What is the riddle? Is it the only question in the poem - "why is it I must go?" or is it simply a problem meant to be solved?

I agree you aren't required to mess with letter positioning or anything complicated. You are simply supposed to follow the key's route through the poem. Messing with the poem would mess up the real route.
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11-13-2017, 08:18 PM,
#15
RE: Re-posted idea
No actually I think you must 'mess' with the poem in some fashion. Clearly, no one has figured out exactly how to do that.

FF has stated that the person who figures it out will know for sure and walk right to the TC. That tells me that we do not need to rely on metaphor or ambiguous markers (warm waters, anonymous creeks) to have a discrete solve. If that were the case then, frankly, this would be a lousy puzzle.

However, I believe there are clues in the book and in the SB's (see note below regarding the SB's) that can be thought of as 'sub-puzzles' that can with high certainty be 'solved' in a non-trivial manner. That would indicate to me that in fact the puzzles created are pretty damn clever indeed... and further that it's likely the poem is pretty damn clever and deceptively simple in hindsight. FF has said as much himself.

Finally -- regarding the SB's. I have long maintained that there were significant puzzles that can be solved within the SB's that point to a general location (one that has been mentioned on this forum, but not frequently) and that meshes with FF's personal connections and values. Further, several of them do exactly that and are reinforced in TTOTC. For a while many on here dismissed the SB's as a sideshow or distraction. Now OUAW comes out and basically it's filled with SB's that are slightly changed or altered. I believe that FF did not spend all of that time writing over 150 SB's and publish a book with them... I believe he is urging us along to get this done while he is still around... and to prevent any further controversies.

I also believe that it's a bit of a Willy Wonka test in this case. I strongly suspect the reward includes something far more valuable than what is in the chest alone.
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11-13-2017, 08:24 PM,
#16
RE: Re-posted idea
(11-13-2017, 07:14 PM)nkown Wrote: Work like this will likely end up with a solution. However, I would suggest that no matter how you re-jigger the words in the poem it is unlikely that they yield a result any more specific than as currently written.

Homophonic substitution could yield interesting results. So could opposites. So could a basic but clever repositioning of letters or syllables. Because each of those would result in new, more specific directions in theory.

Finally, though Fenn says not to 'mess with the poem' is he not like the teachers who said, "Do not touch" (in red in TTOTC) regarding the art in his gallery? He proceeded to encourage the students to break that rule and touch the bronze. I believe, similarly, that the only way the poem is unambiguous is that information must be contained that is specific down to a 10x10 inch location.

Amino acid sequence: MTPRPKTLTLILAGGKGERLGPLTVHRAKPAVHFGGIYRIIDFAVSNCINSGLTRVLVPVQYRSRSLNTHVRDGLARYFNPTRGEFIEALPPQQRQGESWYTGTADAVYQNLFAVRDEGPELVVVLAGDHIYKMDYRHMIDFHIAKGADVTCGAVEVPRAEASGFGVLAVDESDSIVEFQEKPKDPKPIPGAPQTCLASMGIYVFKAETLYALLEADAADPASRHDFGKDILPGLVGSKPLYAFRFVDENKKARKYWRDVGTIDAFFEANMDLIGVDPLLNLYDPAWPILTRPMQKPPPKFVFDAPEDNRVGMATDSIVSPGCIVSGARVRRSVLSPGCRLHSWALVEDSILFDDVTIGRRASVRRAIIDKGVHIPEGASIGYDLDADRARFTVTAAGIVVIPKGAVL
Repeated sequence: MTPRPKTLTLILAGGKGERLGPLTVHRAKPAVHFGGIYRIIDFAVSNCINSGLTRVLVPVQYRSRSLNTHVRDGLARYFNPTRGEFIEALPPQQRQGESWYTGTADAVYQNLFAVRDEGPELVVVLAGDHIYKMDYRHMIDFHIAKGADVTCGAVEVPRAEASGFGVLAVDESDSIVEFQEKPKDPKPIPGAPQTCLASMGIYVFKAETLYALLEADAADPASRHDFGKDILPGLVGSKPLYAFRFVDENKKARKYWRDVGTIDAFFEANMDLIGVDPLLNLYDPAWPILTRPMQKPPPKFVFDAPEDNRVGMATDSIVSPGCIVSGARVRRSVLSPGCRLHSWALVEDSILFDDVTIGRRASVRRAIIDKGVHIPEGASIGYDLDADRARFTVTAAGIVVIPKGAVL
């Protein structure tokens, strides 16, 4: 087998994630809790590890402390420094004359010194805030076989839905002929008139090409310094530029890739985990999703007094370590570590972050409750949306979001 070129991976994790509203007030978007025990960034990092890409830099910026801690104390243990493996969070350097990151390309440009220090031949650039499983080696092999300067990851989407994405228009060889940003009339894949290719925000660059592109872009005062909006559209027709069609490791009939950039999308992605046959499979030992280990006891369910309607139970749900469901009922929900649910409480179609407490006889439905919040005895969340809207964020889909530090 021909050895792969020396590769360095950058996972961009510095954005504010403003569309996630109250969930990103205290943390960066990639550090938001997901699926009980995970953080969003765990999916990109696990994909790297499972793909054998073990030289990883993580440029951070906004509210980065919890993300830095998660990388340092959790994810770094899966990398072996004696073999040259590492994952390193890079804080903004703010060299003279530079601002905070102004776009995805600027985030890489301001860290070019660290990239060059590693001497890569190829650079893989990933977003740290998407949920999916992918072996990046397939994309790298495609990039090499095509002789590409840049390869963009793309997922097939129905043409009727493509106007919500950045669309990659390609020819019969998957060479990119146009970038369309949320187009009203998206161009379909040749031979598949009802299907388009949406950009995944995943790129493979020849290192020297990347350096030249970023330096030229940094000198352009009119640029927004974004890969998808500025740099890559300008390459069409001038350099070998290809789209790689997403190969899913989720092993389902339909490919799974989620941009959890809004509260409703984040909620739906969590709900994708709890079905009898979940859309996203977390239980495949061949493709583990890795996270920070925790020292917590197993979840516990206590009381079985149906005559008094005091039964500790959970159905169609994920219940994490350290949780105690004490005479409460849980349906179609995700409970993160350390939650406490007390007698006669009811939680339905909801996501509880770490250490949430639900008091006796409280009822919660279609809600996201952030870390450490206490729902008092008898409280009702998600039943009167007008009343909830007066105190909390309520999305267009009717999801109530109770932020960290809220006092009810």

Interesting post. The following line of yours gave me a thought to ask you about- However, I would suggest that no matter how you re-jigger the words in the poem it is unlikely that they yield a result any more specific than as currently written.

Would you say if one re-jiggers the first line of the poem’s third stanza to say “From there, it’s the place” instead of “From there, it’s no place” then that would pass the test of yielding a result more specific than as currently written? If a latter poem clue says it’s the place, that sounds like a confirmation of a place that is specific and correct that we’re searching for. Much more so than how the poem is currently written.
-.-..The keeper of the key
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11-13-2017, 09:32 PM,
#17
RE: Re-posted idea
(11-13-2017, 11:09 AM)realistrealist Wrote: Because it was deleted elsewhere.

The poem is meant to be read in two parts. The directions are written in the 2nd, 3rd, and 4th stanzas so Fenn can keep the "key" stanzas close together (rather than alternating... key, direction, key, direction, key, direction).

Stanza 1 provides the key to reading stanza 2. The key word "I-D-E-A" tells you how to read stanza 2 - you start with the first few words of sentence 1 and combine with last few words of sentence 2. You follow the lines through the stanza. The belief in Fenn being adamant about finding where WWWH is that he is trying to explicitly say WWWH at the bottom of a canyon as the poem references. People go right by this area because they didn't analyze the poem correctly - instead following a canyon away from clue 1 (in the canyon down where warm waters halt).

Stanza 1 reads, according to the key word:

Begin it in the canyon down,
where warm waters halt and take it
Not far, below the home of Brown,
But too far to walk, put in...

Stanzas 3 and 4 are much more difficult to "analyze." Stanza 1 starts off with "As I" which is perhaps a hint towards "So" (Spanish conversion). As you can see from stanzas 3, 4, 5, and 6 - the words "So" in stanzas 3 and 4 mirror "Just" in stanzas 5 and 6. The belief is that stanzas 5 and 6 are telling you that you must read stanzas 3 and 4 in reverse order to match their counter-parts, BUT we need to make sure we know which of the directions stanzas (3, 4) correspond to which of the key stanzas (5, 6) to know which of them we read first. Fenn ends every sentence in stanza 6 with "D" similarly to ending every sentence in stanza 4 with "E." Further, Fenn matches the rhyming (in reverse form) of stanza 5 with that of stanza 3 for two of the sentences. Thus... you are to read stanza 2 first (as described above), and then stanza 3 in reverse and stanza 4 in reverse.